"Notes From a Spinning Planet: Papua New Guinea." Confession time: I read this book in middle school so not sure how it holds up now. (I'm assuming not well.) The book is one in a series by Melody Carlson (shoutout to all the "Diary of a Teenage Girl" — not the hipster movie but the YA Christian book series — fans). In the story, main character Maddie goes to PNG with her Aunt Sid and learns about the AIDS crisis. So, all in all, a pretty lighthearted book. I don't remember it being particularly accurate (I think Carlson tried throwing tok pisin into dialogue, which didn't turn out too well because linguistics), but it was still exciting to see an entire YA novel based around my home country, highlighting such a rampant disease there.
"The Pacific," HBO. When I watched this sequel to "Band of Brothers" in college, I kept waiting for PNG to come up, since a large portion of WWII's presence in the Pacific happened there. But when it finally did in episode 4, all of the troops just complained about the rainy weather on the island of New Britain, where Cape Gloucester was located. Here's an excerpt from the plot synopsis: "As Robert Leckie and the other Marines battle the Japanese, they quickly realize that the more ominous enemy is the smothering jungle itself." The show quickly progressed to other parts of Oceania, which was a bummer. HBO could have done so much more with PNG! They could have talked about the Fuzzy Wuzzy Angels! The Kokoda Trail! The fact that the war in the Pacific WAS REPUTEDLY WON IN PNG! But whatever.
"The Straits," ABC. Following the arc of a mixed-race Papua New Guinean and Australian family, this short-lived 2012 show focused on the drug and guns trade between PNG and Australia by means of the Torres Strait in northernmost Queensland. In one scene, a man gets shot through the face with an arrow, which prompted my husband to "never want to visit there." Thanks a lot, ABC.
"The Ricky Gervais Show," HBO. In the fourth episode of the animated series, comedian Stephen Merchant talks about watching a documentary called "Tribes," part of which focuses on the Kombai people. Now, the Kombai actually live in West Papua, Indonesia, and Merchant incorrectly states that they live in PNG. But although the Kombai are technically a different nationality than Papua New Guineans, they are on the other side of the island of New Guinea, which PNG is also on, so their customs are more similar to those of PNG than the rest of Indonesia. Despite these inaccuracies, Merchant still makes some astute observations: "Papua New Guinea is an extraordinary place because it is one of the only places left on earth that hasn't been fully explored." He also briefly outlines cannibalism, the concept of payback and using pigs as currency. The whole bit is a little obnoxious, with a lot of ignorant reactions from the other cast members, but it's still amusing.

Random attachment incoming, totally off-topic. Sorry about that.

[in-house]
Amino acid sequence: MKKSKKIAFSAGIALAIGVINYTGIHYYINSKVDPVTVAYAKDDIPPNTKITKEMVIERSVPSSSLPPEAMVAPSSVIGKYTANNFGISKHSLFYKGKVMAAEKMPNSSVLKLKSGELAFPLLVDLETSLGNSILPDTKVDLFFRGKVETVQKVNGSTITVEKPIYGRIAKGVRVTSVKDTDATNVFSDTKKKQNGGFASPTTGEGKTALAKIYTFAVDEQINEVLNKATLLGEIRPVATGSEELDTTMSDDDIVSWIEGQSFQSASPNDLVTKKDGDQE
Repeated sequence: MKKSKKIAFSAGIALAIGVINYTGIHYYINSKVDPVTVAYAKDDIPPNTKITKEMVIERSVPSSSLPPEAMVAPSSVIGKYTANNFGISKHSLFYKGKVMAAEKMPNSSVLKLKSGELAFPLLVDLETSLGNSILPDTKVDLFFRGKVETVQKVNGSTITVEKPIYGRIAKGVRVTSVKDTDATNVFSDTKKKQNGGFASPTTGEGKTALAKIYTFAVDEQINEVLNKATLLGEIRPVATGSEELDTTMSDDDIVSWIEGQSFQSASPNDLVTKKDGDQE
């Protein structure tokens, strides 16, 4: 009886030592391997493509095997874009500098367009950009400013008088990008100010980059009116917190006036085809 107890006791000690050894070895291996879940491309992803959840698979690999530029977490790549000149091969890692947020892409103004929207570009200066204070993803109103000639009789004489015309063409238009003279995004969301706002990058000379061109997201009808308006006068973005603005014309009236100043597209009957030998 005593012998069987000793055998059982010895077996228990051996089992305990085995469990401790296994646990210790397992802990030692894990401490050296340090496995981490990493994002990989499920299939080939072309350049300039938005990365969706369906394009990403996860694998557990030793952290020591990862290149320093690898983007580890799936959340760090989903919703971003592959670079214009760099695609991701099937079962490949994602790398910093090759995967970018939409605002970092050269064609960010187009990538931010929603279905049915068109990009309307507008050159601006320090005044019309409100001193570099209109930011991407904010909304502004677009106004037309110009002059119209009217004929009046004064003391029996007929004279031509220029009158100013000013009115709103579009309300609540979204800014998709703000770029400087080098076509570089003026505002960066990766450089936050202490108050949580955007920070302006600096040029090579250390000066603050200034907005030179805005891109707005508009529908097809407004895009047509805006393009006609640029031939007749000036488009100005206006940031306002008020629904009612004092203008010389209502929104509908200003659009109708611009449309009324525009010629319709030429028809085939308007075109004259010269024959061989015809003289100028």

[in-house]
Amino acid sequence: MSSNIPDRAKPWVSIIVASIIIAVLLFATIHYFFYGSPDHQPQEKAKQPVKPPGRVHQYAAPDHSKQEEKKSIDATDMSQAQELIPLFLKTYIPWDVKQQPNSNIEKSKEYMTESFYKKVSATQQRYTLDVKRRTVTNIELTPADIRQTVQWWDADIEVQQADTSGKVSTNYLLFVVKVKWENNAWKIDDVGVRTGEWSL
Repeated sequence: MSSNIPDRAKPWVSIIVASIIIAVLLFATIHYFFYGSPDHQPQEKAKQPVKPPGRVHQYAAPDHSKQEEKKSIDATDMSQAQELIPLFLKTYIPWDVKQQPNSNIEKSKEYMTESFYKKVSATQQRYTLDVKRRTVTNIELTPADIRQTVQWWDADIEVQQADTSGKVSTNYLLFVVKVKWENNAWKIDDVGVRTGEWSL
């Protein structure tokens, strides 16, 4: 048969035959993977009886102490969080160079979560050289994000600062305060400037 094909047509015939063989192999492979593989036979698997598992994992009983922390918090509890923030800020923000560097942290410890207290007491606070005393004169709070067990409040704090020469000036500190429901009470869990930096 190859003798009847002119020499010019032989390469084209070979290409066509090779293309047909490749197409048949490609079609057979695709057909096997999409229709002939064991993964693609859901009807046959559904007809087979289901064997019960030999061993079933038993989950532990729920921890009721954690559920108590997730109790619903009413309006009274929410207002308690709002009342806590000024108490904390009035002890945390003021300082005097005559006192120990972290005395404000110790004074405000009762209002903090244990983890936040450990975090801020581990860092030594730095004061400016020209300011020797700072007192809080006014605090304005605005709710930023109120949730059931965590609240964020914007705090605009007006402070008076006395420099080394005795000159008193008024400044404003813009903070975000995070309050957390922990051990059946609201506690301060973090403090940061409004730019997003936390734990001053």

"Dangerous Grounds," The Travel Channel. Coffee is such an important part of life in PNG, and Blue Mountain Coffee is some of the best there is. This is why host Todd Carmichael was in Iloko village, located in the highlands: to sample and possibly buy their crop of Blue Mountain. In front of a curious crowd, he, with the help of some villagers, roasts, grinds, brews and tastes their product. After pronouncing it delicious, the whole village erupts into cheers. Carmichael then makes a business agreement to buy the Iloko's Blue Mountain for $100,000 per year and sell it internationally. (And yes, as someone who grew up drinking Blue Mountain, it really is that good.)
"Stuff Mom Never Told You." This feminist history podcast recently did a great episode on an anthropologist named Margaret Mead, who went to Papua New Guinea for a number of years and studied locals in PNG as well as Samoa (hence her book "Coming of Age in Samoa"). The two hosts, Cristen Conger and Caroline Ervin, discuss Mead's life as well as aspects of PNG culture she experienced while there.
"Dead Island." A video game that my husband briefly played with friends while he was in college, this game plops a weird zombie story into the jungles of PNG. Way to put our country in a good light, Deep Silver.
Humans of Papua New Guinea. Inspired by HONY, the one that started it all, this beautiful Facebook page is dedicated to telling the stories of Papua New Guineans from all over the country. It's so fun to read, even if you don't know much about PNG.
Have I missed anything? Leave them in the comments below, and I might add them to the post!